April 3, 2018
Julia Kristeva was definitely not a spy, according to Julia Kristeva, who may have been a spy
by Ian Dreiblatt
Listen, it’s been a weird week for many of us. You may have found yourself eating horseradish-and-apple-mush sandwiches on oversized-cracker fragments. Maybe you were painting the eggs of a bird and pretending they had been laid by an anthropomorphic rabbit to commemorate the resurrection of an executed political prisoner two thousand years ago. Maybe the dumbest person in your country was experiencing a rare (if loudmouthed) moment of public clarity.
However weird your week was, though, Julia Kristeva’s was weirder. Kristeva, the Bulgarian-born philosopher, psychoanalyst, and novelist known for her leftist politics and brilliant interventions into poststructuralist and Freudian thought, was busy batting away accusations that she’d worked as an informant for Bulgaria’s State Security in the early seventies. Which, really?
Really. Last week, a Bulgarian government commission tasked with reviewing security documents from the nation’s Communist period released a series of papers purportedly demonstrating that, for a few years in the early seventies, Kristeva, under the codename Sabina, had served as an informant, reporting back on the activities and affiliations of leftists from France, where she moved in the mid-sixties and has lived ever since. The news was picked up first by Bulgarian media, and then by journalists everywhere. A major New York Times piece by Jennifer Schuessler and Boryana Dzhambazova, published on Sunday, appears to be the most comprehensive accounting yet of the tempest, which increasingly threatens to outgrow its teacup.
For hers, Kristeva, now seventy-six, calls the accusations “completely false,” a “barefaced lie,” “mud being slung,” and, inevitably, “fake news” (et tu, Iulia?). One is certainly inclined to believe her: it’s hard to think of a more trenchant opponent of totalitarianism or state oppression — or, for that matter, a person less easily pushed around.
Even if we take it at face value, the committee’s report doesn’t seem to suggest that Kristeva put anyone in danger or did much to help State Security. Schuessler and Dzhambazova write: “In multiple reported meetings between that year and 1973, Ms. Kristeva allegedly offered information on French political and intellectual figures, Arab progressive movements, Bulgarian émigrés and other subjects, most of which is deemed ‘of little interest.’ (Among other things, she reports back on a Bulgarian national who had a stomachache.)” Hilariously, the report also describes Kristeva’s time as an informant coming to an end in 1973, “after handlers cited frustration with her ‘completely pro-Maoist’ politics and her general lack of commitment,” which sounds more like the crankily incisive radical Kristeva’s many readers are familiar with.
Still, it would be news if Kristeva were revealed to have collaborated with Bulgarian State Security, who were very bad indeed. Here, for one example, is a brief passage from Marion Rankine’s umbrella-besotted masterpiece, Brolliology:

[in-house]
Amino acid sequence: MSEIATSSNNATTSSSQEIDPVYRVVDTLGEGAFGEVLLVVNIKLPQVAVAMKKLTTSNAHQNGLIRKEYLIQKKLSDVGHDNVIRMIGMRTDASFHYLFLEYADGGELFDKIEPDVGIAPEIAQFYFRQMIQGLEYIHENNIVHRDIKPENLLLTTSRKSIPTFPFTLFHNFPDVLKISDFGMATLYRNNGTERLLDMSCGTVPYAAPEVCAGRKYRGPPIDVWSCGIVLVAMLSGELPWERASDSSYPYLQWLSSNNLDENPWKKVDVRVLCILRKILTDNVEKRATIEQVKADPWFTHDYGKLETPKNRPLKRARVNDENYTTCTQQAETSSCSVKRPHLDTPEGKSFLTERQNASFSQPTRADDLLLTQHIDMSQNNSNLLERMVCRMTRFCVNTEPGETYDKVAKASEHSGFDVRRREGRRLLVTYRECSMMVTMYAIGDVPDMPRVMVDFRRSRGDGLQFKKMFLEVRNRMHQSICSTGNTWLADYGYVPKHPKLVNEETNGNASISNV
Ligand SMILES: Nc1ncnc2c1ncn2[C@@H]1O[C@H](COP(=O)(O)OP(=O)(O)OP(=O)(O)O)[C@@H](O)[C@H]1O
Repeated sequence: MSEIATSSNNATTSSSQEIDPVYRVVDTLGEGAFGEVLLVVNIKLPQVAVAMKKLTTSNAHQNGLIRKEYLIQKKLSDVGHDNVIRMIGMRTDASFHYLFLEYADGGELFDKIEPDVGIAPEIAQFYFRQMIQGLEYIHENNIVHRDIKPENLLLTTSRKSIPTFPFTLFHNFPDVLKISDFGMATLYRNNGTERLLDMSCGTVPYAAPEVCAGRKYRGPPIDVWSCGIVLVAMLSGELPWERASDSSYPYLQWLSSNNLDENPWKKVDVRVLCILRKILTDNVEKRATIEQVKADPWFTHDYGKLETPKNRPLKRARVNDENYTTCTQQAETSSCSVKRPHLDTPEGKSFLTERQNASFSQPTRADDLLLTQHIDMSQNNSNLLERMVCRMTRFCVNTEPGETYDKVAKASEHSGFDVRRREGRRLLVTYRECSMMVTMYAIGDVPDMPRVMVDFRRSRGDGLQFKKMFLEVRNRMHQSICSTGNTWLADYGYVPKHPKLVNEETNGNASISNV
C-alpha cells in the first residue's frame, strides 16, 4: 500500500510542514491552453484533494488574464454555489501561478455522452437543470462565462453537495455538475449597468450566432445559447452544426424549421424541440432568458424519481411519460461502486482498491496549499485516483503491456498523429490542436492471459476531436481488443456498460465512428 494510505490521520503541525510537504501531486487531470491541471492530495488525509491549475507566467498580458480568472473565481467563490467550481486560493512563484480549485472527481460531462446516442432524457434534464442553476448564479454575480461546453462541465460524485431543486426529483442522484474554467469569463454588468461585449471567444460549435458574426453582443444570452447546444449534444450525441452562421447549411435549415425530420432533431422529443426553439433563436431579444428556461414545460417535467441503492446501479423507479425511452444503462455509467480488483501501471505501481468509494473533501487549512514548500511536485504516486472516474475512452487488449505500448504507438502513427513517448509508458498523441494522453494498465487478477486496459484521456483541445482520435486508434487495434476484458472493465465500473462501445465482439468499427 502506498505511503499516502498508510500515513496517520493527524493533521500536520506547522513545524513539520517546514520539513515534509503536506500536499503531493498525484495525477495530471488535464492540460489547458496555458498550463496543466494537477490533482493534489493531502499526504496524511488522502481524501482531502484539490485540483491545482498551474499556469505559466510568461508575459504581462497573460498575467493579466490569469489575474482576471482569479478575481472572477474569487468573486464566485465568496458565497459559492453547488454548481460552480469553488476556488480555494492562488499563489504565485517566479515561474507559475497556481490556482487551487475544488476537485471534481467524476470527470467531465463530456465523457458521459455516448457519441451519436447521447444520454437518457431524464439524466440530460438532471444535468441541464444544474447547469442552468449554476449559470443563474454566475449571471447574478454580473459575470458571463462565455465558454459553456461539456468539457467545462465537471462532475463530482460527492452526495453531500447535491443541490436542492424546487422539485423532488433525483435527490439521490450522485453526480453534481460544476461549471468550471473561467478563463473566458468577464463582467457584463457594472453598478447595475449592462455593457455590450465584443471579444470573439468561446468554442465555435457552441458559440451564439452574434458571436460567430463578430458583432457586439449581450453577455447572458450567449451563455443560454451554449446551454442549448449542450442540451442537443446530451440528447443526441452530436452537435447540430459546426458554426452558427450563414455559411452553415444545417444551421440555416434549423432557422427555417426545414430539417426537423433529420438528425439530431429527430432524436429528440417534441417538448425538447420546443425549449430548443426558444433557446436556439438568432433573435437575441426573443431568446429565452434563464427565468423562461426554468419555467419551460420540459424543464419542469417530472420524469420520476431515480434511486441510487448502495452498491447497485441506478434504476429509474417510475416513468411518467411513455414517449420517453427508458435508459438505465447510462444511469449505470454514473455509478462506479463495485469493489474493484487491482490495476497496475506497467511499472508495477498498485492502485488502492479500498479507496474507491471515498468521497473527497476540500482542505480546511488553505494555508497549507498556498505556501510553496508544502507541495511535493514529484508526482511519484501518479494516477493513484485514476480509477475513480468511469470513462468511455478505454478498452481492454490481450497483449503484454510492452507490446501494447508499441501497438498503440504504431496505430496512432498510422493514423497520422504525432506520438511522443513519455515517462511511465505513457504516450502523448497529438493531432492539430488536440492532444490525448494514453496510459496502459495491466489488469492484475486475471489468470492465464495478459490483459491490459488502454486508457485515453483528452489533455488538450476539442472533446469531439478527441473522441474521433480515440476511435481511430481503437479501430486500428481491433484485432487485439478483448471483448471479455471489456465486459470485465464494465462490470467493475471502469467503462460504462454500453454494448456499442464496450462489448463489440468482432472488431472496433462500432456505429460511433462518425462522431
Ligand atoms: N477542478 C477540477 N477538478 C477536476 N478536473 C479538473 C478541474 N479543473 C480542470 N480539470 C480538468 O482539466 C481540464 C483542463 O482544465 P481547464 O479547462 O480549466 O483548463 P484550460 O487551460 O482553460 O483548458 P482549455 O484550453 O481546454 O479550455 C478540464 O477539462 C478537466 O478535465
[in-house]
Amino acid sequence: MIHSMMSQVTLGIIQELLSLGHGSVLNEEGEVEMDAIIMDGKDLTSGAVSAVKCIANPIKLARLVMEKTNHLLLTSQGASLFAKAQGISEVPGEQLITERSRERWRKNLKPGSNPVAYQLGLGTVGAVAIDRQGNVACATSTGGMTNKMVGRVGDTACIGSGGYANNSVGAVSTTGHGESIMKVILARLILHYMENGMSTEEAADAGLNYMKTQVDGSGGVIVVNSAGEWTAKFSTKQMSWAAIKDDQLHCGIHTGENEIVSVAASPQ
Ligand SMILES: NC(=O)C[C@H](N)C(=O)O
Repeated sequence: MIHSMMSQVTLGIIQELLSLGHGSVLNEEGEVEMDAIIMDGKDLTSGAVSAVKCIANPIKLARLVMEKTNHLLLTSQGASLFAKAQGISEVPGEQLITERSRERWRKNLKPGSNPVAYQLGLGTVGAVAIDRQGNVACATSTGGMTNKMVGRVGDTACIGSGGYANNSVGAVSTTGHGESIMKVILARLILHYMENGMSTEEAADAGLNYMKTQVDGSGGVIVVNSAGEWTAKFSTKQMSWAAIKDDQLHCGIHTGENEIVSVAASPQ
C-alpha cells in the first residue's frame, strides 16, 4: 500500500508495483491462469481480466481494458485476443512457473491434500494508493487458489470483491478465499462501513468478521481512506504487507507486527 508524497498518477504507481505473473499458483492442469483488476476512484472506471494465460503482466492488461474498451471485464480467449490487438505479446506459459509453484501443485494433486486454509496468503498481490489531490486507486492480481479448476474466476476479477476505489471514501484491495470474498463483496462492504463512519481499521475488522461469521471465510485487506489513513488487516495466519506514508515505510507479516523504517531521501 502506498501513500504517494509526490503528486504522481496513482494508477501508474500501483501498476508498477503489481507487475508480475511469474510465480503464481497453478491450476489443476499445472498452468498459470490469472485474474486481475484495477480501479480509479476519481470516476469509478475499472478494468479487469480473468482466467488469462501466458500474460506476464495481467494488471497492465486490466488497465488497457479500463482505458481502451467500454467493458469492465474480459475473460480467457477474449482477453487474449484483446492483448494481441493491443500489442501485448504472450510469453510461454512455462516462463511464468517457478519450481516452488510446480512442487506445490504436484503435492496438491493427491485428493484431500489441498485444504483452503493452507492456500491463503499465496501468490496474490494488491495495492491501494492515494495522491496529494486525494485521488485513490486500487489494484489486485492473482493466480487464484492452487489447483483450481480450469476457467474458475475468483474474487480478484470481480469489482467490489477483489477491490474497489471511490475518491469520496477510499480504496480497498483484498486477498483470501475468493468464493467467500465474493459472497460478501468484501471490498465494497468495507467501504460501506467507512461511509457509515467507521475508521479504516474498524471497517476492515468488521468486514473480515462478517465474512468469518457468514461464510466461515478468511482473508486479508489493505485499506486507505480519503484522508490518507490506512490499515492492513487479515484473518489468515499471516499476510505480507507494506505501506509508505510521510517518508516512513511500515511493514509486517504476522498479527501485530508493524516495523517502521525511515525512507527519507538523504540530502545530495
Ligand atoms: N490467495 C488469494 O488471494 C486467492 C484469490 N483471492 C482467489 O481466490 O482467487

Perhaps the most famous umbrella-related murder occurred, appropriately enough, in London. In 1978, Georgi Markov, a dissident writer from Bulgaria, was waiting for a bus by Waterloo Bridge when he felt a sharp pain in his leg. He looked behind him to see a man with an umbrella get into a car and drive away. Within days Markov was dead, killed by a minute pellet of ricin injected into his leg by—detectives surmised—the tip of a modified umbrella. Although no arrests were made over his murder, it was thought to have been committed in connection with the Bulgarian secret police. Charlie Connelly notes that when the Bulgarian government fell in 1989, “a stock of umbrellas modified to fire tiny darts and pellets was found in the interior ministry building.
(At least one acquaintance of Kristeva’s, confirmed Bulgarian spy Vladimir Kostov, caught similar shade from the Bulgarian state, but survived — apparently because his thicker clothing prevented the release of the ricin.)
At any rate, it’ll be interesting to see where the story leads from here. Otherwise admirable people do sometimes behave regrettably under the pressure of state surveillance. And there remain both good cause to believe and ample room to doubt the Bulgarian government’s story. As Kristeva herself told the Times, “I find it quite extraordinary that the commission, which read these allegations, never thought that the secret services could have been lying.” Which, conveniently, is just what she might be expected to say if they have been lying, and also exactly what she might say if they have not been lying.
As of this writing, society remains an unstable set of relations dynamically interrelated across the duration of one another’s development, and may or may not be capable of producing a normative linguistic figuration that can be reasonably called “the truth.”
Ian Dreiblatt is the director of digital media at Melville House.